Monday, October 13, 2008

Blanket Pre-Quel #2

Last Wednesday, we did our first preview of a mission to make a no-sew, reversible fleece blanket for Pamela's cousins' baby, born a month early last Friday, and doing well all things considered. On Friday, I wrote a future story (shown above) using the word will for Pamela's association method tablework (or should I say rocking-chair-work). My goal was to preview the next day's trip to Walmart to select two pieces of fleece (a pattern with a complementary pattern). On Saturday, we bought enough fleece to make a blanket for the newborn and maybe even both blanket and pillow for Baby Alive, and, as you can see below, Ariel and the color purple won. We even found a sample Hannah Montana no sew fleece blanket, already made, and Pamela's eyes lit up when she saw a blanket in real life. I hope to start working on it tomorrow since our deadline is October 24.

Previewing future activities works on episodic memory, which F.A.C.T explains as follows:
Episodic Memory
Allows us to anticipate future possibilities, and learn from past mistakes. Memories of success are stored and used to develop perseverance and resilience. Builds motivation to endure challenges. Allows us to prepare for potential future scenarios and expect future uncertainty.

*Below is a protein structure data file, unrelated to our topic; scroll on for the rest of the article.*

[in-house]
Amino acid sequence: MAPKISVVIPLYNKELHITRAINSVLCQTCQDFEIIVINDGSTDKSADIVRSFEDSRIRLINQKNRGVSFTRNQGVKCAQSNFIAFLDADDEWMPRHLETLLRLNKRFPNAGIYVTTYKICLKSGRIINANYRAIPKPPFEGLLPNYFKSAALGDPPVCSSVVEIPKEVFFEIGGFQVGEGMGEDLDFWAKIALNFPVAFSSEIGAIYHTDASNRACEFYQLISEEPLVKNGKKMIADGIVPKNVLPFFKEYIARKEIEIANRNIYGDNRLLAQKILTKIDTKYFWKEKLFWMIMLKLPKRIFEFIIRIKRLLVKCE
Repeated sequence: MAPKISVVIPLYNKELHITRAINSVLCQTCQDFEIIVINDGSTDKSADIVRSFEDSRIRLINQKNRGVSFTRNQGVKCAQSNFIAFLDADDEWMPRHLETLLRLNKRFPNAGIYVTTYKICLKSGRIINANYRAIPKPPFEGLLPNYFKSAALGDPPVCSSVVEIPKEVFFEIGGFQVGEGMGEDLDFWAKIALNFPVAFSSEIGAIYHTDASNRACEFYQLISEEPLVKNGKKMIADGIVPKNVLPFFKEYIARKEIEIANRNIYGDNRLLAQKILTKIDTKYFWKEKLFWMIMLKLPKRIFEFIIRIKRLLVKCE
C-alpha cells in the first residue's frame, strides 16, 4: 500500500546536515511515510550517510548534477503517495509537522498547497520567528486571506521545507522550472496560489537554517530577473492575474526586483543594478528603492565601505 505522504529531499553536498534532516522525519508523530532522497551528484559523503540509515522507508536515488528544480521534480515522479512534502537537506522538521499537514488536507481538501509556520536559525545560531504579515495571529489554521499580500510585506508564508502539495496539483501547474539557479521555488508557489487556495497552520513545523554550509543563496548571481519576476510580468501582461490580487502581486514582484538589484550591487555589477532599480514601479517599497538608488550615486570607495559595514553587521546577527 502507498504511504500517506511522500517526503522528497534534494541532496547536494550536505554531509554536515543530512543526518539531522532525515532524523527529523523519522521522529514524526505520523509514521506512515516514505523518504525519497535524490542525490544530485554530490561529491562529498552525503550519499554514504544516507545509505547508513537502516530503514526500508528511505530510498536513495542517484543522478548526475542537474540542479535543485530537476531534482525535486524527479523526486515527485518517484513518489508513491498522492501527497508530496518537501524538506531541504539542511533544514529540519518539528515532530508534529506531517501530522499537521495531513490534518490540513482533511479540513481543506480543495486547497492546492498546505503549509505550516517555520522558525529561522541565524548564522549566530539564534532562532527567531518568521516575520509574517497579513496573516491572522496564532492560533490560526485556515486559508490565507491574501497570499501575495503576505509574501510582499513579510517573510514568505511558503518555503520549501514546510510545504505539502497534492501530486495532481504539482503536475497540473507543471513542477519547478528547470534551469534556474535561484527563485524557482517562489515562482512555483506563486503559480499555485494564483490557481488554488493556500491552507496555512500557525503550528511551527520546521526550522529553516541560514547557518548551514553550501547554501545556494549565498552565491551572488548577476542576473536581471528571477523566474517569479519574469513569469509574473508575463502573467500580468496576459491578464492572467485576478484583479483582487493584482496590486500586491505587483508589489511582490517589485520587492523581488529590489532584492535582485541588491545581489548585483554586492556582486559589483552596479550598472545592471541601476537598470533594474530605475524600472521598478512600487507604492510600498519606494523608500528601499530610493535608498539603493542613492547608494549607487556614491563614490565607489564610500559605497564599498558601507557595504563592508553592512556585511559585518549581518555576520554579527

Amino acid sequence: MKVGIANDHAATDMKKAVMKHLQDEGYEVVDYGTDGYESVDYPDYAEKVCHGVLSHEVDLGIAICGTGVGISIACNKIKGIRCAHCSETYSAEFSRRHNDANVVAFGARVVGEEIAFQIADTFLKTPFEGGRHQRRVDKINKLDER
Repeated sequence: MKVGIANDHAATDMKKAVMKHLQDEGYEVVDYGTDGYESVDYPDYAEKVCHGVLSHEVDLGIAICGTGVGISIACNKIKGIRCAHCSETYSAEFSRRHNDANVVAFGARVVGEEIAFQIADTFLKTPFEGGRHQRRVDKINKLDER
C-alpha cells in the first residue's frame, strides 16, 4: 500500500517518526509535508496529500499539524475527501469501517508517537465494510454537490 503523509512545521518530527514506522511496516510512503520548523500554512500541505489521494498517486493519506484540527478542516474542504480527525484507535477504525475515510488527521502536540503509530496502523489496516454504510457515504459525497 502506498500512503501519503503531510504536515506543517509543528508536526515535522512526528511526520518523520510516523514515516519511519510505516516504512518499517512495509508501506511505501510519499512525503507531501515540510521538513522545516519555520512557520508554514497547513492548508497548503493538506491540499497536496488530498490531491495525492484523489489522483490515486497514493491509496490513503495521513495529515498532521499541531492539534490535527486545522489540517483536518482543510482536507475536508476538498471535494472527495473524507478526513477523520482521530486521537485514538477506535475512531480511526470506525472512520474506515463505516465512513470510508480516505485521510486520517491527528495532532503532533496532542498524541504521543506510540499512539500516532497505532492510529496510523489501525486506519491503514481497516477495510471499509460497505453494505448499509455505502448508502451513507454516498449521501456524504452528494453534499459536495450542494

Why is this important? The Pathways Treatment Center explains that autistic children tend to be very strong in storing procedural memory (details, scripts, formulas for behavior). Often autistic children will lock into static patterns in life, such as the order of aisles you take while shopping or the route you drive to the store, and flip out when you deviate from it. They pick up on verbal scripts whether taught explicitly in the form of therapy or picked up from movies and television. Those with high IQs excel in academics because they memorize facts easily.

Autistic children tend to be weak in storing episodic memory, which focuses on the whole, not the parts; the big picture, not the factual details. In this case, the brain stores information in episodes, including emotions. In RDI, we take great pains to find meaningful experiences we can share and build upon. By previewing a future experience in different ways, I am teaching her to anticipate storing a future episode.

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